As I said in Part One, This is the story the way I tell it. Much of it is factual. All of it is true. The parts that didn't happen that way, should have...pennsy
Bev and Bill set up house in an apartment over a furniture store in Dormont, a suburb in name only at the edge of the Pittsburgh city limits. They would walk to the streetcar stop at the top of the hill and ride the trolley to work at the paper everyday. He was a young printer's apprentice. She was the boss's secretary. They used to laugh that she was really his boss, but she would never treat him that way. She loved him. He was tall and broad shouldered like a football player. His black hair was combed over to the side and he always looked so serious. like a man with important things to achieve. When she told him she was pregnant, he wept like a baby.
They boy was born the following summer. Nothing like having July babies in Pittsburgh to make you appreciate winter. They named him Bob, after his grampa. Bev and Bobby used to sit in the window seat over Potomac Avenue and wait for Uncle Bud's car to pull up to the front stoop. Bill would step out in his white shirt, sleeves rolled up, black lunch pail tucked under his arm, with a copy of the evening paper in his hand. He would smile and wave. Uncle Bud would laugh, toottle the horn, and speed off with a screech of tires making the old men on the bench in front of Pete's barber shop swear in Italian.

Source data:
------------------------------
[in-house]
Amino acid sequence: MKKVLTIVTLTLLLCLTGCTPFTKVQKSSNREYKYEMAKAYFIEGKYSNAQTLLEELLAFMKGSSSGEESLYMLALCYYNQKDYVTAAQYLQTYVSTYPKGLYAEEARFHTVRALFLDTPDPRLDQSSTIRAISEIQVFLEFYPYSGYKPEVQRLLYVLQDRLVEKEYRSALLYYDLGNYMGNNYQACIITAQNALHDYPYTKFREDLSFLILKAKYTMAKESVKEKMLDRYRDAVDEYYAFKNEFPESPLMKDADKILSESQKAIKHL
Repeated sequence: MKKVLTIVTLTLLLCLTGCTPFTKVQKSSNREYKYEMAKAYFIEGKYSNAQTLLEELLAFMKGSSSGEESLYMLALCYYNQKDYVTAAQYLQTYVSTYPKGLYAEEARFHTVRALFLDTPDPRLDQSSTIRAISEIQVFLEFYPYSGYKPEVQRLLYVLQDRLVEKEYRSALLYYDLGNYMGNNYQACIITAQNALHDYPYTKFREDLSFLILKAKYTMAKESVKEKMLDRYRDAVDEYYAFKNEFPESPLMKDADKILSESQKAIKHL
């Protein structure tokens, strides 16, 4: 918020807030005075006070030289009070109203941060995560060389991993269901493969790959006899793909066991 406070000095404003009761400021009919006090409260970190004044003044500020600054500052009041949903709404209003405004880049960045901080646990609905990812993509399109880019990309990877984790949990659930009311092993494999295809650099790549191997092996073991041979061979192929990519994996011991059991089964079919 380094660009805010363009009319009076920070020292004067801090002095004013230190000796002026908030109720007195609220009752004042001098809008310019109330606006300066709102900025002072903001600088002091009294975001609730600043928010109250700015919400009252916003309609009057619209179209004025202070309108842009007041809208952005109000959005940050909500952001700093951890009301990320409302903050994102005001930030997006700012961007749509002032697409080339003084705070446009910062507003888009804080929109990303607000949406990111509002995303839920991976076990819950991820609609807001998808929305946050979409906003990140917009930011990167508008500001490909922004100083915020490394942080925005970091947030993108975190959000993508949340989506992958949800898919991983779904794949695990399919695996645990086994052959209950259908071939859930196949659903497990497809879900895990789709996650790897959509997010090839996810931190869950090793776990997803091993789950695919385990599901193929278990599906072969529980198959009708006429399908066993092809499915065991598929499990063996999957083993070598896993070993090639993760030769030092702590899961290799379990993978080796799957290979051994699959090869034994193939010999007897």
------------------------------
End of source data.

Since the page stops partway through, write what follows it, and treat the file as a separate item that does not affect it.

The three of them were a family. Of course Bev couldn't work any more. She had help. Julie and Bob lived just a few blocks up the street on Broadway, where the streetcar ran. and Hazel lived right across the hall. she was a widow who loved Bev and would babysit on the nights when it was just too hot to spend one more minute in their house. Bill would shave and put on lotion and Bev would put on heels and they would go down to the Hollywood for a double-feature in the air conditioned shadows. After, they might go down to Dickinson's for a soda or Campiti's for a small cheese pizza.
He was working hard. Studying for his union exams. You didn't get to be a union printer just because your daddy was in the union. You had to know your stuff. Bill was smart and he was determined. He had been an Eagle Scout, one of the youngest ever. Bob had been his scoutmaster. Bill wanted to take care of his family and he wanted to make his dad proud. He did everything he could do do both.
Then, the year after Bobby was born, Bob had a stroke. He had always been a smoker. Liked a drink. Liked a good time at the lodge. Julie shook her head and rolled her eyes. What could a wife do? When Bob died, it was like a light went out in Bill. How could God take his father like that? Not even sixty years old? Never to know his grandson? Never to see his own son make something of himself? What kind of a God would do such a thing? No kind of God worth a damn. That's for sure.
She watched helpless as his smile disappeared. Years later, it would flash from time to time, but it would never be quite the same. Her children would love their father, but they would never get to meet the man she fell in love with. Part of him went into that hole on the South Side of Pittsburgh where Bob and Julie had scratched their way through the depression together.